As you can see i'd picked another still slightly over-cast day for my walk.   I was the only car in the car park at 9 am, gulp!.   Again the hill starts in woodland alive with bird song, which makes for a very pleasant environment:


The first third of Ben Venue is steep paths through growing woodland, before you reach a section of felled woodland, this landscape accounts for the next third of the walk and while continually ascending it's very moderate.

Then you turn a corner and hey presto mountain scenery including waterfalls (it had rained heavily for the previous two days) and it is spectacular:


At one point after a scramble I turned around to look back into the valley i'd walked up:


As you get up to the top the landscape opens up and the walking becomes a combination of steep climbs, scrambles, crossing small bogs, etc:


 But it is worth it, the views are spectacular, particularly over Lock Katrine:


The tops are inhabited by Meadow Pipits and Northern Wheatears and you hear the odd Raven fly-by.but it definitely gets quieter the further up you go.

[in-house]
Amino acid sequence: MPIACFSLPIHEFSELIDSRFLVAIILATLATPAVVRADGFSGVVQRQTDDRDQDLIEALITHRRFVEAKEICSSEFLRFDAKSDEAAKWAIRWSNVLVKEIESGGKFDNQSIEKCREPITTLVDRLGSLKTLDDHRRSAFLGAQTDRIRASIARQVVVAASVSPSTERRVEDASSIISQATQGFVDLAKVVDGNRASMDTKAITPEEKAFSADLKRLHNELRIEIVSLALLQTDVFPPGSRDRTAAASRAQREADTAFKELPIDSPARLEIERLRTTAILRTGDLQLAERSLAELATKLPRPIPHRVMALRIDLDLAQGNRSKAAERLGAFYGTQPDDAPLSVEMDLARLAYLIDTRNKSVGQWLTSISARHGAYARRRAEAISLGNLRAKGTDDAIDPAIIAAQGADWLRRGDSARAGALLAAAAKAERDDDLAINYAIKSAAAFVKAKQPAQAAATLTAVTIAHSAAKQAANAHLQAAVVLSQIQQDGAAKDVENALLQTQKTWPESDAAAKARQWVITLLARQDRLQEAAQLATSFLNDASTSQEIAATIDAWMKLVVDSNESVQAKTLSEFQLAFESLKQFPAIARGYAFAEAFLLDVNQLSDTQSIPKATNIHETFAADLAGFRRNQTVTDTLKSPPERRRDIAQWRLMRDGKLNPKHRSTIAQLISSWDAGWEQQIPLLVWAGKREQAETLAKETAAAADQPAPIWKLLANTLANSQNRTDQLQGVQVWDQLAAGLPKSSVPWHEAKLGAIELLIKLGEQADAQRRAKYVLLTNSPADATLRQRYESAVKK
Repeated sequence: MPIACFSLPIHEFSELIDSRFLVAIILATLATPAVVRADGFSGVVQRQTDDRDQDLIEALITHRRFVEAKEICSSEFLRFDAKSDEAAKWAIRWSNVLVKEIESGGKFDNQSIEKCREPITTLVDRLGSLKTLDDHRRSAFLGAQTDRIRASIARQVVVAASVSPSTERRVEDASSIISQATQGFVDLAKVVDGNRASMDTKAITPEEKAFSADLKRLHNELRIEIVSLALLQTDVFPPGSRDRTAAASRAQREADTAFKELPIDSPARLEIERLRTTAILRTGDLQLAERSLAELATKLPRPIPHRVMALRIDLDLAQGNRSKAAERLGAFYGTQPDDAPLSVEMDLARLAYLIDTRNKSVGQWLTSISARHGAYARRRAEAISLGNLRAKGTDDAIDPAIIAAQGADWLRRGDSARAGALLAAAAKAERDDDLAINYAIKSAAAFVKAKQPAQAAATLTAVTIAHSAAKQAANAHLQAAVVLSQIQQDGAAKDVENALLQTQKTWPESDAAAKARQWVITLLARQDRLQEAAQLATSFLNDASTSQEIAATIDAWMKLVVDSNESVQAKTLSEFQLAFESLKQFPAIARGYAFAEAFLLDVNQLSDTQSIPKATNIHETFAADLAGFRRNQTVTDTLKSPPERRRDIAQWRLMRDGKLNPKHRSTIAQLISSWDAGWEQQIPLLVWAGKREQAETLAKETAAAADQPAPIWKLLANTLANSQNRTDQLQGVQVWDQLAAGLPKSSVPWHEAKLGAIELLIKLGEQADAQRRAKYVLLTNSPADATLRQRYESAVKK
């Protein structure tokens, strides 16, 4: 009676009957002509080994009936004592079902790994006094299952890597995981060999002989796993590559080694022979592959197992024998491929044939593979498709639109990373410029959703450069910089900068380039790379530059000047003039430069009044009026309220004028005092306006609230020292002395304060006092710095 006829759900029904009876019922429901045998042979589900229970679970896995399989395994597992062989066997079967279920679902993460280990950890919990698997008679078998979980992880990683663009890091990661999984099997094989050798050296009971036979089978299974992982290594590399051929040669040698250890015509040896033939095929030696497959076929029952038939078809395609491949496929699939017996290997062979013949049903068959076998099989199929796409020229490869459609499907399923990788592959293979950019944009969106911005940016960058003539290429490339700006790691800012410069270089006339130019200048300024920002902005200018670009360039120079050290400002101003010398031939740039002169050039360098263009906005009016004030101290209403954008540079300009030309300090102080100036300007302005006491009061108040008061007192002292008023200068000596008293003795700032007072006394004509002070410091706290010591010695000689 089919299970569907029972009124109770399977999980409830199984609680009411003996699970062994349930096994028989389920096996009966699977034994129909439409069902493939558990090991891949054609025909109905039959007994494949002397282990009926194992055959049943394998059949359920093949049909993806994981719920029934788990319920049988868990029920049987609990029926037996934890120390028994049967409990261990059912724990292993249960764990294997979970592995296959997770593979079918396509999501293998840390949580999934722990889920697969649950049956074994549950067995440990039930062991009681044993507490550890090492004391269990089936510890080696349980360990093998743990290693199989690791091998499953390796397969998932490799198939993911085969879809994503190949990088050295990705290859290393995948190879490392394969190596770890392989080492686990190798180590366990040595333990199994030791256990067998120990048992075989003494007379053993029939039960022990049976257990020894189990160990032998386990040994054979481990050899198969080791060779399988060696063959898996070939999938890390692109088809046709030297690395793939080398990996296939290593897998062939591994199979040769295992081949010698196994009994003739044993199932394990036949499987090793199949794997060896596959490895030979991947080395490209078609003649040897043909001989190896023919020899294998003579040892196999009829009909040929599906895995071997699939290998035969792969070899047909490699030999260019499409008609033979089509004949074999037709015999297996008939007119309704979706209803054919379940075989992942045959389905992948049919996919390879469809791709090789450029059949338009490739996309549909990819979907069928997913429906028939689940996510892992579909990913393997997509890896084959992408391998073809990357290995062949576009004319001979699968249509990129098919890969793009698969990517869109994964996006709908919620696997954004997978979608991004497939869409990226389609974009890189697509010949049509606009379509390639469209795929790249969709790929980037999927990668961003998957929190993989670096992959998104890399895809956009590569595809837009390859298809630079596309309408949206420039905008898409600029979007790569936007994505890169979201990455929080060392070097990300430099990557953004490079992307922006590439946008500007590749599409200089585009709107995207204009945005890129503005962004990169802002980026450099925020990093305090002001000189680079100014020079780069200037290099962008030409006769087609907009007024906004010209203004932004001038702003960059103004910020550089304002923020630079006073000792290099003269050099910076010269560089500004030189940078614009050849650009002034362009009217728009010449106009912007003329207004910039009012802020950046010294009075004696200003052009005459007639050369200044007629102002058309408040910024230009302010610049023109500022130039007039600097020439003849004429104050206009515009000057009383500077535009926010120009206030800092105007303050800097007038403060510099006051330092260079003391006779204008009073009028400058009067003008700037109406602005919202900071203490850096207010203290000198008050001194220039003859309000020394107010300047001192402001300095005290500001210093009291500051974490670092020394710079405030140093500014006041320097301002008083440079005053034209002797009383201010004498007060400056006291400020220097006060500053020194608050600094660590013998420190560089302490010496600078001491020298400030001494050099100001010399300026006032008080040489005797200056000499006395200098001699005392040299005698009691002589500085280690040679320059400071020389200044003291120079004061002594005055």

This time I got to the final climb to the trig point before turning around and heading back.  As I descended i heard voices, the first in three hours and finally encountered a small  group of walkers.  I met a further six people on my descent, nine in total.  I'd walked 8.75 miles in 4 hours and 3 minutes, a notably faster rate than the previous week.  I'd learned and taken two walking poles, which proved essential for some of the steeper parts of the descent.  The high waterproof boots were a boon too.   I do however need map, compass and GPS as evidenced when I realised I was on the wrong exit path and had to cross unmarked bog to make the main path again.